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  Reply # 278192 1-Dec-2009 10:45
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IMO the best way of answering this question is how much are you looking to spend?

If it's below $1500 then you're looking at an HD ready plasma to get to 42 inches or a full HD LCD at 32 inches. If you're able to get to $2k you have a lot more options.

I bought an HD ready 42 inch Panasonic plasma this year as a "2 year solution" until I've got some more coin and can afford a better panel. I'm really pleased with the TV - it's a hell of a lot better than the 29 inch CRT it replaced. Yeah a 1080p TV would have been great but if you haven't got that sort of money then 720p is still a good solution for the next couple of years, especially if most of what you watch is TV.

After you've set your budget then it's down to the size of the room, the ambient light, brand preference etc as to what is the best panel to get.


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Ultimate Geek
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  Reply # 278249 1-Dec-2009 13:07
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SepticSceptic: HD Ready (1024x768) is fine, unless you are looking at BluRay or PS3 connectivity - nothing else is currently full HD, if it is, is compressed to hell and makes it all look like crap anyway.
Depends on your budget at the moment. Unless you are looking at BluRay/PS3 within the next year.
Display technologies are changing almost overnight - LED TV's are expensive now, next year they will be cheaper. OLED and 3D is around the corner.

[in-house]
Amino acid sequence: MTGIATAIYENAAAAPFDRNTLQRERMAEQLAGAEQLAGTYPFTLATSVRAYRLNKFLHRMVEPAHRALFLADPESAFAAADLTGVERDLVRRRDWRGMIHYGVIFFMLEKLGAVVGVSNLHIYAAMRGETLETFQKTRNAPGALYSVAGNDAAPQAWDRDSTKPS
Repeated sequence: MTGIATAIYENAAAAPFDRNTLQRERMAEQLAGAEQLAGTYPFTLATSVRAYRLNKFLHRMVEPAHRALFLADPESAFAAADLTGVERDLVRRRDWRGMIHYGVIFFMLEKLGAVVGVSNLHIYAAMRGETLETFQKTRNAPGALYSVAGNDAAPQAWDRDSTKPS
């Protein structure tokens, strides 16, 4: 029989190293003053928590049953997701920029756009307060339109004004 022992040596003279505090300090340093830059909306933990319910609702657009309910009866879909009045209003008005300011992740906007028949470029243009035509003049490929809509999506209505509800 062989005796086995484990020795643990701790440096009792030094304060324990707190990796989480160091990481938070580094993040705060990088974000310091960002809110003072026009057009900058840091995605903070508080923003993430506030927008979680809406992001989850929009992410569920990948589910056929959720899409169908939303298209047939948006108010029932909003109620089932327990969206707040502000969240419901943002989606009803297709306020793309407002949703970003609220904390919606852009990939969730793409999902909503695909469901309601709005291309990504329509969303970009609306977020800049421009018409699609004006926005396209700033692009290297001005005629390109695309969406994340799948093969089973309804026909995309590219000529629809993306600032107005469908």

One thing I would suggest is a USB port on the TV for playing vids/photos straight off a USB stick or USB HDD, saves having to burn them on to a DVD/CD for playing. - take along a USB stick with a video and photos and get them to demo it for you.


Great advice, no sense buying something ( Full HD ) your not going to use. If he was going to get into Blu-ray / PS3, then he would be looking at a receiver, speakers etc, etc, etc all as well idealy and it doesn't sound like that is what he is after when he is looking at $799 TV's.

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Uber Geek
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  Reply # 278254 1-Dec-2009 13:20
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My 2c...

Three years ago I bought an 32" RCA LCD from the Warehouse for $1600. At the time this was about $1000 cheaper than anywhere else. I havent had a single issue with it.

Yes its not full HD and yes its not a well known brand but Im still happy with my purchase. It also came with a two year warranty.

I guess if you know what you are after (and I did) you can evaluate if its a good deal or not. I made sure it could do at least 1080i (even though its not full HD) and had at least one HDMI and one DVI (since the two are mostly compatible). Two (or more) HDMI wouldve been better but hey this was 3 years ago.

Lastly, the extended warranties at the Warehouse are a lot cheaper than else where and I expect that for under $900 you could have a 40" TV with a 3->5 year warranty.